Cranley also admitted that the VTICA program, which his administration created, is completely arbitrary. All a developer needs to say is "the deal’s finances would not work [with a required VTICA payment]" and they are off the hook. Awesome.

 

Yeah, but it's never been construed as anything else. If the developer doesn't agree to pay into the VTICA, the City can withhold tax abatements or other incentives. "Voluntary" is in the program's name... and here's how the City describes it (emphasis mine):

Developers may choose to enter into a Voluntary Tax Incentive Contribution Agreement (VTICA) and in such instances, those developers would be eligible for a maximum net tax exemption of up to 75% for up to 15 years, but the effective abatement will also be net of any contribution made pursuant to a VTICA. City Council has directed the Department of Community and Economic Development to consider contributions of 15% or more to be a substantial positive factor in reviewing abatement applications.

http://choosecincy.com/Economic-Development/Programs-Services/Incentives-Financing/Commercial-Reinvestment-Area.aspx

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^ Right, but the assumption was that in order to get a property tax abatement, you must agree to pay a certain percentage into the VTICA fund. So although it was always "voluntary" developers were basically forced to pay into it in order to get their tax abatement. What Cranley said today (and a majority of council approved) is meh, you can just have your tax abatement without paying into VTICA. It's a very dangerous prescient to set and basically guarantees that VTICA won't live up to its potential.

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I saw photos elsewhere of equipment on the site this morning.  Looks like it is really happening.

 

Can confirm. Saw that equipment when I walked by it yesterday evening around 6 pm.

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If it takes the exact same mount of time to build as the Kroger apartments, these will come on line about a year after that project.  I'm still suspicious that the delay was caused entirely to sequence these projects and prevent vacancies. 

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On 10/22/2018 at 1:40 PM, cin614 said:

No construction yet, but the prep works has started today

 

We got some action today

 

They are still working on getting permit approval. Checked today and they are close!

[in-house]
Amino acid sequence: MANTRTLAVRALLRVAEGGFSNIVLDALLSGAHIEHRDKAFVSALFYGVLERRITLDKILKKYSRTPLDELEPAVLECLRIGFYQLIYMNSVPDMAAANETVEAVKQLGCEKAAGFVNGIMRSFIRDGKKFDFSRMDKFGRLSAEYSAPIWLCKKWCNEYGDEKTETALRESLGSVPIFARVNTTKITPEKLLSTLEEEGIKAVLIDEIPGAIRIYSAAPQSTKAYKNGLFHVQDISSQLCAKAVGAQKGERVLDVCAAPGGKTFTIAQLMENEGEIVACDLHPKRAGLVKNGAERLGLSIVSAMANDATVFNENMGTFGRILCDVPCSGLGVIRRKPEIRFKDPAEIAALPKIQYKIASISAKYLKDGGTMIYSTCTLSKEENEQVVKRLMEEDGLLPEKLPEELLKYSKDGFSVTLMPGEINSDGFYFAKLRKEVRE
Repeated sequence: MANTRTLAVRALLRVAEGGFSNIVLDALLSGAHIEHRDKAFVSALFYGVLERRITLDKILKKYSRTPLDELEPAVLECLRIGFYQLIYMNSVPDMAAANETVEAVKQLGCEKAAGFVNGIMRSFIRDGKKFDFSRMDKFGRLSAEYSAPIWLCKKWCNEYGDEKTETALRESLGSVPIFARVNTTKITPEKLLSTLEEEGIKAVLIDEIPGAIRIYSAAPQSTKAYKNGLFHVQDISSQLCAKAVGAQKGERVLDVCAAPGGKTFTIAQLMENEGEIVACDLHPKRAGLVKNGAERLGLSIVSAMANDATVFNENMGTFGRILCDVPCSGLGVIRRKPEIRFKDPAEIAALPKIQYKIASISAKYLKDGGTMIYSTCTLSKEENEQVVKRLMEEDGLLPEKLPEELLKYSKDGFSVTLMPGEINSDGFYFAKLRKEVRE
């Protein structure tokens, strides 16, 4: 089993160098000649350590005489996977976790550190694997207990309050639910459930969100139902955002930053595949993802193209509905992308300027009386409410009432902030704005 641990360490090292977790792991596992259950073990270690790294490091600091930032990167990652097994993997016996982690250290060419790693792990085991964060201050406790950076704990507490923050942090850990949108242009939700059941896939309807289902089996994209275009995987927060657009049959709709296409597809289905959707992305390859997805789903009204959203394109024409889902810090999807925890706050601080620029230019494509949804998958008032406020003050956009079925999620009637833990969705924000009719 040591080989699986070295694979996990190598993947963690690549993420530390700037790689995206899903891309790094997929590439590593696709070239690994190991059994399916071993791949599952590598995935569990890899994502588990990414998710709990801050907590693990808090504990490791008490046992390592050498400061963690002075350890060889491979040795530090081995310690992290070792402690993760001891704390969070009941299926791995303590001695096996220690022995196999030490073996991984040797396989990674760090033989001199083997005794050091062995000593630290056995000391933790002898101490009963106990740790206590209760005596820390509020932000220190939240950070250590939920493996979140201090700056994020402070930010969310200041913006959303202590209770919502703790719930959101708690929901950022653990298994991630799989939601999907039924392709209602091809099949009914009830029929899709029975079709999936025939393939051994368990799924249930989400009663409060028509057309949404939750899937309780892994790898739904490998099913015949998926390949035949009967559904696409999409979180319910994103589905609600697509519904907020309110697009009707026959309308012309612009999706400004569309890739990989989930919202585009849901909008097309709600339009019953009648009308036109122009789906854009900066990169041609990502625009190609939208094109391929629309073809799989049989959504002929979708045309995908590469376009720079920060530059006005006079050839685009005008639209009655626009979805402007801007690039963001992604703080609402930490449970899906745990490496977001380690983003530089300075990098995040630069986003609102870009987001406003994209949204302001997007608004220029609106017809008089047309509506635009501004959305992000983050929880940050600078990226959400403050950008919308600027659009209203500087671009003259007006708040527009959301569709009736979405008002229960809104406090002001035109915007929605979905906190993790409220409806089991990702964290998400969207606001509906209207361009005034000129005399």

“All truly great thoughts are conceived while walking.”
-Friedrich Nietzsche

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1 hour ago, savadams13 said:

I have been told by two reliable sources that groundbreaking ceremony is being worked out for the site. Something should be hitting news outlets soon. 

 

Good.  Because basically zero construction has happened at the site after they announced construction was imminent 8 weeks ago. 

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^ I think GCWW is always the yellow exclamation point (conditional approval), so that would make it just the MSD comments holding them up at this point.

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1 hour ago, cin614 said:

I heard from a really good source that the Textile Building has been sold again 

 

Hudson Holdings from Florida who purchased the building about two years ago with the intention of hotel and executive housing was behind on payments to banks and note holders. The building went into receivership and yes it has been sold. Still trying to find out who purchased the building though. 

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41 minutes ago, cin614 said:

We have some action today. They have finally broke ground 

Great news! Could we at one point in the next year see possibly 3-4 cranes throughout the basin? Fourth and Race, 8th and main (assuming it is tall enough to have one as well as it starting soon after the complete demo of the old building), Fc Cincinnati’s stadium (I’m guessing they will have one, maybe even two?), Court and Walnut (May be down by the time 8th and main and Fc get started)